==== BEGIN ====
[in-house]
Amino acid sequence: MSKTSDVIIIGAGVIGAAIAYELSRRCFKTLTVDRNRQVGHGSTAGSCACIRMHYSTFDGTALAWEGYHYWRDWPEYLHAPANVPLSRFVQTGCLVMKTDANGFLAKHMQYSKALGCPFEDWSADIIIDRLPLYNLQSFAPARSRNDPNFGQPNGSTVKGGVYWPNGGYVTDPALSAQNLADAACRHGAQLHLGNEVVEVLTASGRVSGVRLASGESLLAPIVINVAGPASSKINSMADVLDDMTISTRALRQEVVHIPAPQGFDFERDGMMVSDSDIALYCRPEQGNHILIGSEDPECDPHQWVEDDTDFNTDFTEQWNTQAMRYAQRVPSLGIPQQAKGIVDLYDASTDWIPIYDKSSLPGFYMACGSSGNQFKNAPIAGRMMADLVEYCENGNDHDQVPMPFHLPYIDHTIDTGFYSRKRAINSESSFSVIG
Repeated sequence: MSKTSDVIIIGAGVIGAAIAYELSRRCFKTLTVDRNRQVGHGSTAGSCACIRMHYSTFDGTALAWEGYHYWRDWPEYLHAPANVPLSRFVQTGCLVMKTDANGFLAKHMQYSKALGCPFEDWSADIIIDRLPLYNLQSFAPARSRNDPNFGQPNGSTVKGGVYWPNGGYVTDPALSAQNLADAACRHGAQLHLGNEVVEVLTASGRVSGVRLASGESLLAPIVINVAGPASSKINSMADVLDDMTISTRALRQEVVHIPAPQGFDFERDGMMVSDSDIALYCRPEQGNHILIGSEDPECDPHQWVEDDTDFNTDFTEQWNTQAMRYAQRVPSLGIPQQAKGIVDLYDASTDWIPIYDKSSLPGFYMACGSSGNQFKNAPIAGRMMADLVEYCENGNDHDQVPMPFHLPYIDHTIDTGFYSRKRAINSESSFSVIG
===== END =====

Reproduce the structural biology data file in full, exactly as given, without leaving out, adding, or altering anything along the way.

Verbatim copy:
[in-house]
Amino acid sequence: MSKTSDVIIIGAGVIGAAIAYELSRRCFKTLTVDRNRQVGHGSTAGSCACIRMHYSTFDGTALAWEGYHYWRDWPEYLHAPANVPLSRFVQTGCLVMKTDANGFLAKHMQYSKALGCPFEDWSADIIIDRLPLYNLQSFAPARSRNDPNFGQPNGSTVKGGVYWPNGGYVTDPALSAQNLADAACRHGAQLHLGNEVVEVLTASGRVSGVRLASGESLLAPIVINVAGPASSKINSMADVLDDMTISTRALRQEVVHIPAPQGFDFERDGMMVSDSDIALYCRPEQGNHILIGSEDPECDPHQWVEDDTDFNTDFTEQWNTQAMRYAQRVPSLGIPQQAKGIVDLYDASTDWIPIYDKSSLPGFYMACGSSGNQFKNAPIAGRMMADLVEYCENGNDHDQVPMPFHLPYIDHTIDTGFYSRKRAINSESSFSVIG
Repeated sequence: MSKTSDVIIIGAGVIGAAIAYELSRRCFKTLTVDRNRQVGHGSTAGSCACIRMHYSTFDGTALAWEGYHYWRDWPEYLHAPANVPLSRFVQTGCLVMKTDANGFLAKHMQYSKALGCPFEDWSADIIIDRLPLYNLQSFAPARSRNDPNFGQPNGSTVKGGVYWPNGGYVTDPALSAQNLADAACRHGAQLHLGNEVVEVLTASGRVSGVRLASGESLLAPIVINVAGPASSKINSMADVLDDMTISTRALRQEVVHIPAPQGFDFERDGMMVSDSDIALYCRPEQGNHILIGSEDPECDPHQWVEDDTDFNTDFTEQWNTQAMRYAQRVPSLGIPQQAKGIVDLYDASTDWIPIYDKSSLPGFYMACGSSGNQFKNAPIAGRMMADLVEYCENGNDHDQVPMPFHLPYIDHTIDTGFYSRKRAINSESSFSVIG